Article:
Harold Kalloch
102 Bryn Mawr Ave.
Auburn, Mass  01501


The following is from the first page of the Kalloch journal, which secretaries have been carefully keeping all these years.  We thought you might enjoy reading from it.  It was not signed and of course was written in long hand.

The first Kalloch Reunion was held at what is familiarly called the old "Uncle Alexander place" in Warren on June 23, 1867.  If my impressions are correct there were but five members of the family present.  the success of the affair and its enjoyment led to a reunion being talked of on a larger scale and some few years after on July 4, 1872 the reunion was held at Reverend Kalloch's at North Warren with an invitation to all of the name to be present.  A larger number were present and the occasion proved so enjoyable that it was proposed to continue them yearly.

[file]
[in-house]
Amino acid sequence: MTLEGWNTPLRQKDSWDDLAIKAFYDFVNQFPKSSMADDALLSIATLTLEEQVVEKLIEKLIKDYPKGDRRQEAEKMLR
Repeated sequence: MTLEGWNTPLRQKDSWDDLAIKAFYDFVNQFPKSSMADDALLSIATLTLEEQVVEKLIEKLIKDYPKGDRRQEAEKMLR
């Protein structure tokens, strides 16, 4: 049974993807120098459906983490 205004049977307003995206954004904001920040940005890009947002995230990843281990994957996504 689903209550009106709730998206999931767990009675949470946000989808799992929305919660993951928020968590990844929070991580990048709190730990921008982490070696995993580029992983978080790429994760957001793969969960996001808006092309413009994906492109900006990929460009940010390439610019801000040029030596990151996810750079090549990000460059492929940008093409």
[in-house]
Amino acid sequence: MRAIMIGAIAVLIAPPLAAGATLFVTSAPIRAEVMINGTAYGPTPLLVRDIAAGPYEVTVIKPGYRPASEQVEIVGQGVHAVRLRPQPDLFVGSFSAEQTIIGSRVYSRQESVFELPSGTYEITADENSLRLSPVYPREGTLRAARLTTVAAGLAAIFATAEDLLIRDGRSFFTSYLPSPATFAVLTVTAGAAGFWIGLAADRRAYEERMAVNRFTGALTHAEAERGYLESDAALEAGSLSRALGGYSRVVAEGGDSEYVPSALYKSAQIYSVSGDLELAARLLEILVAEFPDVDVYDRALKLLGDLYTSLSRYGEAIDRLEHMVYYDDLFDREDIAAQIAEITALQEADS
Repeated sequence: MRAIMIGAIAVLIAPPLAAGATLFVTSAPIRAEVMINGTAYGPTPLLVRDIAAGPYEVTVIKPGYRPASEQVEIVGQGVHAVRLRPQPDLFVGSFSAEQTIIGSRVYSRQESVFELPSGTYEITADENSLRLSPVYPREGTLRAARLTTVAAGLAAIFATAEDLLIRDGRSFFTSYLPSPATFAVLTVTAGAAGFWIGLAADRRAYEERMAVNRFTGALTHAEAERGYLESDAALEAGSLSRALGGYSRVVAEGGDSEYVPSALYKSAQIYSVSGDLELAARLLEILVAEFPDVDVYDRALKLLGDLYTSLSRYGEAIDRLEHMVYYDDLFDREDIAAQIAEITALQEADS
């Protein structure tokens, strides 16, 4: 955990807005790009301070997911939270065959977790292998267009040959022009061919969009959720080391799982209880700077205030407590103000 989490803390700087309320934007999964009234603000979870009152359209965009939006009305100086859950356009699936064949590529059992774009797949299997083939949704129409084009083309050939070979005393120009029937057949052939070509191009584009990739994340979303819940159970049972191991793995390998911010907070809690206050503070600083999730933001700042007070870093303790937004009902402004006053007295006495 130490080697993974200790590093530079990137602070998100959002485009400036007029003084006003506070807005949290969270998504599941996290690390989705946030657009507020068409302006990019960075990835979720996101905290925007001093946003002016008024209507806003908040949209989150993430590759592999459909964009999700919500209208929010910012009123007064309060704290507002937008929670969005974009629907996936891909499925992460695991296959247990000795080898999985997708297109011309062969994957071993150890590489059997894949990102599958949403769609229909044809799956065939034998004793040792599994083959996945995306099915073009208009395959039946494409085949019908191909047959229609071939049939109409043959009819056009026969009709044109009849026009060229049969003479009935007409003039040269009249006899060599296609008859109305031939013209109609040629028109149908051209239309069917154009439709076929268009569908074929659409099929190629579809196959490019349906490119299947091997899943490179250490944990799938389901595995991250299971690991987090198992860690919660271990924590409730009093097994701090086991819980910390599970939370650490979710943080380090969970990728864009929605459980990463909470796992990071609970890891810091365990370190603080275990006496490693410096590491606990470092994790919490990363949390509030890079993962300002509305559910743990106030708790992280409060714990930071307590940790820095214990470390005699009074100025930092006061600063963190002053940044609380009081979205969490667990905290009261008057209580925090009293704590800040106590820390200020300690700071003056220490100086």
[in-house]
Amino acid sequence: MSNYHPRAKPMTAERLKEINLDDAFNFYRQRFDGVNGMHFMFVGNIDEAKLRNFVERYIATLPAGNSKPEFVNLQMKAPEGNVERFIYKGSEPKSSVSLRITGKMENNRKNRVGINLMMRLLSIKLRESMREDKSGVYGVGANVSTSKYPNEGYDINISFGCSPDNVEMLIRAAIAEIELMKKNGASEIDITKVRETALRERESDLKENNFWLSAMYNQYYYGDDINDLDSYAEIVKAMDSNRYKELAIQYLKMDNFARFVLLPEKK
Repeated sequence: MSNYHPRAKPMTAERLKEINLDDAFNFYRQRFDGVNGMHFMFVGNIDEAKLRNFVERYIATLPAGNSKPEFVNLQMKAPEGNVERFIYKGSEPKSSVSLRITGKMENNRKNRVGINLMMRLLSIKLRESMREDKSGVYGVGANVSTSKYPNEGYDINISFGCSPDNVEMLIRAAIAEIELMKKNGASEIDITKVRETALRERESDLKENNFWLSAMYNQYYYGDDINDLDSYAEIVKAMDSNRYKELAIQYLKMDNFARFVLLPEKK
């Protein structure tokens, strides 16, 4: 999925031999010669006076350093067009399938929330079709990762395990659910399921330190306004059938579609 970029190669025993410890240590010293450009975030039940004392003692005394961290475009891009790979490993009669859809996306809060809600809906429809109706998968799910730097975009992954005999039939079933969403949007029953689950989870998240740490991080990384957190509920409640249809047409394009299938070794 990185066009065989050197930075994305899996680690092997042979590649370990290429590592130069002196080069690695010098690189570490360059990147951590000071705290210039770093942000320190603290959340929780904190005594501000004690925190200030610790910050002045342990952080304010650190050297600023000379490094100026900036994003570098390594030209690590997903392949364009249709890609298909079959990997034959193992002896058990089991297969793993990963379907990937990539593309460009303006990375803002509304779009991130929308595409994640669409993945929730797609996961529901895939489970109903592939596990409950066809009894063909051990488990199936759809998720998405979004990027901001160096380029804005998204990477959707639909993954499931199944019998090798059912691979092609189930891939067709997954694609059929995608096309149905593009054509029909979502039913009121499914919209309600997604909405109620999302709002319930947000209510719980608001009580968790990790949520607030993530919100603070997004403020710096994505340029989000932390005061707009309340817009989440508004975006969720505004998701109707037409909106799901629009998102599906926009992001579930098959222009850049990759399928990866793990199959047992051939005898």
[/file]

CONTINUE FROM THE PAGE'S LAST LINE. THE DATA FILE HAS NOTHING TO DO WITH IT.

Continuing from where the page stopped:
The Reunion of 1873 was held July 2 at Mr. Watts in St. George.  Though less in numbers than that of the preceding year it was noted a success by those present.  It was at this meeting that the matter of permanent organization was discussed and effected by the choice of the following officers to wit, President Joseph Kalloch, Vice Presidents Silas Kalloch of Rockland, Nathan Kalloch of Warren, Henry Kalloch of St. George, Joseph Kalloch of West Camden, Rufus Kalloch of Ashland, Secretary Edwin Kalloch of North Warren.

Joseph Kalloch continued as president until 1875 when B. K. Kalloch succeeded him.  We will quote from other pages in future issues, for it seems that though they were spare in their use of words, the pages give us a comforting sense of tradition and continuity.


And - please respond to our request for notes, letters, questions, etc. from you, the reader.  Your comments are encouraging and will greatly contribute to the success of this publication.

◄ 1975 | 1977